The Betrayal (1966)

  |  Action, Drama

The Betrayal (1966) Poster

A naively honorable samurai comes to the bitter realization that his devotion to moral samurai principles makes him an oddity among his peers and a very vulnerable oddity in consequence.


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1 May 2006 | alice_frye
| Amazing!! Only Raizo could create such fury with a sword.
A serious young student at a popular dojo is pressured into taking the blame for a treacherous murder in order to save the family of his lovely and devoted fiancé. The real world, which exists outside of the stuffy and hypocritical confines of samurai society, pounds (but does not flatten) the once-idealistic man with unforgettable and incredible bad luck. He endures a number of trials, only to return and discover how dishonorable his elite comrades truly are. And this is only the beginning! However grim the viewer might speculate the outcome to be, there is no second-guessing the resolution of this amazing tale. The climactic fight scene even puts "Enter the Dragon" and "Sword of Doom" to shame.

This is one of Raizo Ichikawa's finest performances, from both the dramatic interpretation and physical prowess standpoints, and it demonstrates why nearly four decades after his early death from cancer, Ichikawa remains one of the most popular Japanese film stars of all time. In a culture that values dogged persistence from its heroes, Ichikawa was one of a very select group of actors who could create a believable model of this virtue.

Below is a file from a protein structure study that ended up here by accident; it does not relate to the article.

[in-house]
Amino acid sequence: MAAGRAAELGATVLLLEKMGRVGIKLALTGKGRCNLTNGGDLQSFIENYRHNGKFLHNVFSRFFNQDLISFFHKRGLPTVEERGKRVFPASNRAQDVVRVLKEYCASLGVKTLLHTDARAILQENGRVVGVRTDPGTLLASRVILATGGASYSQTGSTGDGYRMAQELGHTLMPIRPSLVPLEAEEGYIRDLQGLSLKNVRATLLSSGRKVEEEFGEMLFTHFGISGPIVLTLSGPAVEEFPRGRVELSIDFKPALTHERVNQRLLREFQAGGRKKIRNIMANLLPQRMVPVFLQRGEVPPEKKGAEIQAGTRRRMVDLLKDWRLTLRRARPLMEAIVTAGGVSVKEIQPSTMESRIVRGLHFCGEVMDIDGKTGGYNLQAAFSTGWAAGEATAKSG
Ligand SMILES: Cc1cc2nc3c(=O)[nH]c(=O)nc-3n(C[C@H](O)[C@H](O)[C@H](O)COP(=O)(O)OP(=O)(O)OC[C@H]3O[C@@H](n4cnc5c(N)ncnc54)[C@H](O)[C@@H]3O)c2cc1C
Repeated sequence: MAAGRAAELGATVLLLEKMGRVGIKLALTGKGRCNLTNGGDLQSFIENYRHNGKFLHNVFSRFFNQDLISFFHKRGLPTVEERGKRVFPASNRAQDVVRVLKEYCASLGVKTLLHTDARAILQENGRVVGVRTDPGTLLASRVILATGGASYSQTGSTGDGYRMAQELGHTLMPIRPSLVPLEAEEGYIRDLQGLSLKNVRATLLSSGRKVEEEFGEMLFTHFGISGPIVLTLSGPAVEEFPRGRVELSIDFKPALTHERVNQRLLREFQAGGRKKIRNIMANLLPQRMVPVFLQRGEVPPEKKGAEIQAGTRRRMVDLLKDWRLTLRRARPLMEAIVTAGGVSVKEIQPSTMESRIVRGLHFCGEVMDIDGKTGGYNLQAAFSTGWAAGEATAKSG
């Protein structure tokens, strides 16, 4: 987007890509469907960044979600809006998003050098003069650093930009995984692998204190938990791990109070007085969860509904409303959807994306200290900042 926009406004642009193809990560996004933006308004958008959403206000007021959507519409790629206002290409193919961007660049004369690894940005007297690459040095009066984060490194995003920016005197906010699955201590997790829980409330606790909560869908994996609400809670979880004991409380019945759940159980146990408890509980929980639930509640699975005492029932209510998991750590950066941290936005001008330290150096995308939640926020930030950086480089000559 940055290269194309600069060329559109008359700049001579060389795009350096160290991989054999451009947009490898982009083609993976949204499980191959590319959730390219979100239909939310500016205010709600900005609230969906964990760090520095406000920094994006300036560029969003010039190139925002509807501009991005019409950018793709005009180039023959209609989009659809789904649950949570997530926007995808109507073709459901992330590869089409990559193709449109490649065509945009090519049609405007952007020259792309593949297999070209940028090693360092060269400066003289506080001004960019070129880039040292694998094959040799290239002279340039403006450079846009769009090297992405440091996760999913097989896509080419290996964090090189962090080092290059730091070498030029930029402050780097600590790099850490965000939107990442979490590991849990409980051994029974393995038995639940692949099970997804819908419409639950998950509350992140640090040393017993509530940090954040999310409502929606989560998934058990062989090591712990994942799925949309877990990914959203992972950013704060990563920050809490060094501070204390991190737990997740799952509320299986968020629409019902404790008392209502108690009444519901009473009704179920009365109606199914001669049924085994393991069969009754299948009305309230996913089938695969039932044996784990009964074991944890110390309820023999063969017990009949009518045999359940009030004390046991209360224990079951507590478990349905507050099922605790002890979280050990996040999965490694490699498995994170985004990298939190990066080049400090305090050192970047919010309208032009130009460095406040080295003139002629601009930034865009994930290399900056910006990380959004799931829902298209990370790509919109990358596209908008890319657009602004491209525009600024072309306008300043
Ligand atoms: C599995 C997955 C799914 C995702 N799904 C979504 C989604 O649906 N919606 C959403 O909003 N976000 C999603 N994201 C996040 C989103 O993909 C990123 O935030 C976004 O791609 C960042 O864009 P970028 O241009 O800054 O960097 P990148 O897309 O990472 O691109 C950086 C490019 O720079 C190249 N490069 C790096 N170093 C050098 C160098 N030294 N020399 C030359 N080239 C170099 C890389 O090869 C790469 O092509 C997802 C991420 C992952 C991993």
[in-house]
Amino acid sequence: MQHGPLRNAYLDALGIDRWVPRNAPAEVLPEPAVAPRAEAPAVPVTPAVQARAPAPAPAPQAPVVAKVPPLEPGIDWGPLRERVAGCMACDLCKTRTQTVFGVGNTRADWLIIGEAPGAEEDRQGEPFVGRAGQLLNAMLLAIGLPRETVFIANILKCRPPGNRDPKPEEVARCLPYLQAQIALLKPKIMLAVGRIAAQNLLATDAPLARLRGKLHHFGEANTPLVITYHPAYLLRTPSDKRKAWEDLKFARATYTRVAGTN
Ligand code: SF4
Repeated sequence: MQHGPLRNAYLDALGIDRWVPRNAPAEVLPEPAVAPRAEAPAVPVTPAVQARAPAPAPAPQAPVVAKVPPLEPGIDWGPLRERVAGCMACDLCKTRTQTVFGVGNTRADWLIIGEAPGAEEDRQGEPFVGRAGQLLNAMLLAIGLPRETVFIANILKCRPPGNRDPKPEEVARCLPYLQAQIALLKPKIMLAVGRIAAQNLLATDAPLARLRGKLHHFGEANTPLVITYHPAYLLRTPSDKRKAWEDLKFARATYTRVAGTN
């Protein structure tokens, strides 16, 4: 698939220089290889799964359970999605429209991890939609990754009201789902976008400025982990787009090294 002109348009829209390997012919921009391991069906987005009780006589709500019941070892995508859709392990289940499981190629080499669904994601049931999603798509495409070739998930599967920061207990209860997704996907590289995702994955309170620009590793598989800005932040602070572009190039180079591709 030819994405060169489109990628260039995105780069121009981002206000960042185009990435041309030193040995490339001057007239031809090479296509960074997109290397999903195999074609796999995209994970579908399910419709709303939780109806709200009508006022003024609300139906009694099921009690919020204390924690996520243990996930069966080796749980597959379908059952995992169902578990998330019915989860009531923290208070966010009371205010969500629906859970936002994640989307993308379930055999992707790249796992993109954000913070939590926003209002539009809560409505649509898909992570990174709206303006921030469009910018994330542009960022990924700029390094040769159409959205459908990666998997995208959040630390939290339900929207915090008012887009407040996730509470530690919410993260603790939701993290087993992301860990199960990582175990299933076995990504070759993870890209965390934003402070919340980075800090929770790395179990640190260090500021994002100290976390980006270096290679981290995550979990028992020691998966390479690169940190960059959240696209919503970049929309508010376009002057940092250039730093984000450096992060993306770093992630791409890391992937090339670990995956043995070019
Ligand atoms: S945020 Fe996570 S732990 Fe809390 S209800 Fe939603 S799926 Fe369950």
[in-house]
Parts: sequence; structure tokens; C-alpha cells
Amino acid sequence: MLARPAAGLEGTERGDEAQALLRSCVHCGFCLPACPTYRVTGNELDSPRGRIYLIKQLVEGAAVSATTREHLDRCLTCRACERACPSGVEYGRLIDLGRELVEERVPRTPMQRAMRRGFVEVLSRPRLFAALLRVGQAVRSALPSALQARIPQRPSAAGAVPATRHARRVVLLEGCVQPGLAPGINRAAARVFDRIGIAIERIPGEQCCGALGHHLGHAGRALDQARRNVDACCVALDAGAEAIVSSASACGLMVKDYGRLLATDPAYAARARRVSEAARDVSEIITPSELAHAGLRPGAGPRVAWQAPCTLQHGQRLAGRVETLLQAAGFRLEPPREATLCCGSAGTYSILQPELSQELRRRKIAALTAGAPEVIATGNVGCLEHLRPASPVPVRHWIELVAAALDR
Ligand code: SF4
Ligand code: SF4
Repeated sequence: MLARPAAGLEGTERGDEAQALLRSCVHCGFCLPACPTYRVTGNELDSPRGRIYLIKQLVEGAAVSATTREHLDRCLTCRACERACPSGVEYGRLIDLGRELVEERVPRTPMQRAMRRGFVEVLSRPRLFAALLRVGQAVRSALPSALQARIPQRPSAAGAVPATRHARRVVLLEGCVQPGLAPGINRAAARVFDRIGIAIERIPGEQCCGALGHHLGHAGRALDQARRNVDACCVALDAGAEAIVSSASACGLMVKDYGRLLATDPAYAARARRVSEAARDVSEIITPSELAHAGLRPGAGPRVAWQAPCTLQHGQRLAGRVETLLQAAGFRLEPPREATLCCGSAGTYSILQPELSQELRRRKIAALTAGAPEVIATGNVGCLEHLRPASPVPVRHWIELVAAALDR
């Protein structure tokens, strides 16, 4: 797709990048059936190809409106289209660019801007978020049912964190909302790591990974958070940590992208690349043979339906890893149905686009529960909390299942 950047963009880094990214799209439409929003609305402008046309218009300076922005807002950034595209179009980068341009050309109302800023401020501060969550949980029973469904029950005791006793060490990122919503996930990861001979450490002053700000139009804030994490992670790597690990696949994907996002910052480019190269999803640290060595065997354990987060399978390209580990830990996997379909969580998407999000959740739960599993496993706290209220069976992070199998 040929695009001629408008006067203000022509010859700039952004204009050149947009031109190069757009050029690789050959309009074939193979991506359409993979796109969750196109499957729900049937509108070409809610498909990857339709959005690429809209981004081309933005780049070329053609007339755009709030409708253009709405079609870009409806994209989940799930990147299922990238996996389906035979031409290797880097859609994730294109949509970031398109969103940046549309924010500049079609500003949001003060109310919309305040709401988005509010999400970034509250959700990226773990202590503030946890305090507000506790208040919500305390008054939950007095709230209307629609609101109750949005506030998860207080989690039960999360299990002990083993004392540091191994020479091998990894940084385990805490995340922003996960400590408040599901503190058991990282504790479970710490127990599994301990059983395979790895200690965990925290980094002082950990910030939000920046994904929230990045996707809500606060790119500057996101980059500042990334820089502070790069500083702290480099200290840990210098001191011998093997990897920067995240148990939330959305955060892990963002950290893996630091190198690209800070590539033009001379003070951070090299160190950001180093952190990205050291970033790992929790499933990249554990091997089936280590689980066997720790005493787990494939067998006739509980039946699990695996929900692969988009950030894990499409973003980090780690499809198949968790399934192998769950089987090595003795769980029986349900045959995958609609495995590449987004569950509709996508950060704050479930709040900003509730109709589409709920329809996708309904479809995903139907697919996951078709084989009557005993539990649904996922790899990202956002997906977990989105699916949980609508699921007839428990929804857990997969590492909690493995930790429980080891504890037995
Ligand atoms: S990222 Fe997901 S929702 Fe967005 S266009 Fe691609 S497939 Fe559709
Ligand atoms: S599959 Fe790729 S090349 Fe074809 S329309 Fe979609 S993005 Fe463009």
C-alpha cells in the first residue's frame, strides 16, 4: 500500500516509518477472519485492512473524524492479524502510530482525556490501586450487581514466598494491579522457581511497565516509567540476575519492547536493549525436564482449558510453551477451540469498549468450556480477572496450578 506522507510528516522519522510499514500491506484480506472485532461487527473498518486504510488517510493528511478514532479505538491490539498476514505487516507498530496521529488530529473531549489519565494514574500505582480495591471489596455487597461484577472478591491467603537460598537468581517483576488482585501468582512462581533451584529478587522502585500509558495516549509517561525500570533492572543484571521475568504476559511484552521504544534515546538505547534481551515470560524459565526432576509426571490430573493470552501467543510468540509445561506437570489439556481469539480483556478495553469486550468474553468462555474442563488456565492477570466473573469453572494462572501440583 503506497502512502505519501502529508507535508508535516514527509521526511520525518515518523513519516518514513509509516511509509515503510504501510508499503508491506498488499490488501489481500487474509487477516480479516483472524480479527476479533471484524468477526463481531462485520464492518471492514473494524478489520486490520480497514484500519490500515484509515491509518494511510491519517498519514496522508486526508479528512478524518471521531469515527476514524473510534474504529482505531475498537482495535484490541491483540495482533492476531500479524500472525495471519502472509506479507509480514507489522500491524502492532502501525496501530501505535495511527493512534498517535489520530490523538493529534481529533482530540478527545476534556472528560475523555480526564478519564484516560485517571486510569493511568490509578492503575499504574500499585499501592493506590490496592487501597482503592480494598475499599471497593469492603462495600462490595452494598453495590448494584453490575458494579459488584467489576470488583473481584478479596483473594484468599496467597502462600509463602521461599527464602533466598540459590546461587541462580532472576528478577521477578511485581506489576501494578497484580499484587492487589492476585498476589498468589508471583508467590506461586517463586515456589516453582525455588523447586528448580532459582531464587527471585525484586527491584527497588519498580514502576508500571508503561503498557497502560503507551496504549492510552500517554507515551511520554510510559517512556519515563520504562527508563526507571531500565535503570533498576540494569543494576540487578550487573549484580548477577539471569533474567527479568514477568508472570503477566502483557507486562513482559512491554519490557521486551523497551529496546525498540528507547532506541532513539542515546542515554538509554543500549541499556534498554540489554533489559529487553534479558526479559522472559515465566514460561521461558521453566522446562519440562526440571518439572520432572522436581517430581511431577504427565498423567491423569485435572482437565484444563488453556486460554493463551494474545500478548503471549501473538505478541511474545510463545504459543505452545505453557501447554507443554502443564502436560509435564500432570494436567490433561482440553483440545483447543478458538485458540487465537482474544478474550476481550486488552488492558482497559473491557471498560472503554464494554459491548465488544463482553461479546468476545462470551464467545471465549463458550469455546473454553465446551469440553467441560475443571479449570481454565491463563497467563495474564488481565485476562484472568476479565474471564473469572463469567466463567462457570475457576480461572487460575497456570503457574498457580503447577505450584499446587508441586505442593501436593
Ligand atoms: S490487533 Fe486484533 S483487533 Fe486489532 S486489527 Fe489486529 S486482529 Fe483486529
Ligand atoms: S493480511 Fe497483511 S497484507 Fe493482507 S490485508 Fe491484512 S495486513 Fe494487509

Before watching "The Betrayal" (Daisatsujin orochi,) I thought only Kenji Misumi could choreograph such brilliant fight scenes, but director Tokuzo Tanaka scored a place at the top with this film. I cross-checked his BO and found that he was AD on "Rashomon" and "Ugetsu." Anyone who sharpened his steel under Akira Kurosawa and Kenji Mizoguchi would definitely have a few good chops, as Tanaka demonstrates here.

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Plot Summary


Action | Drama


Release Date:

2 July 1966



Country of Origin


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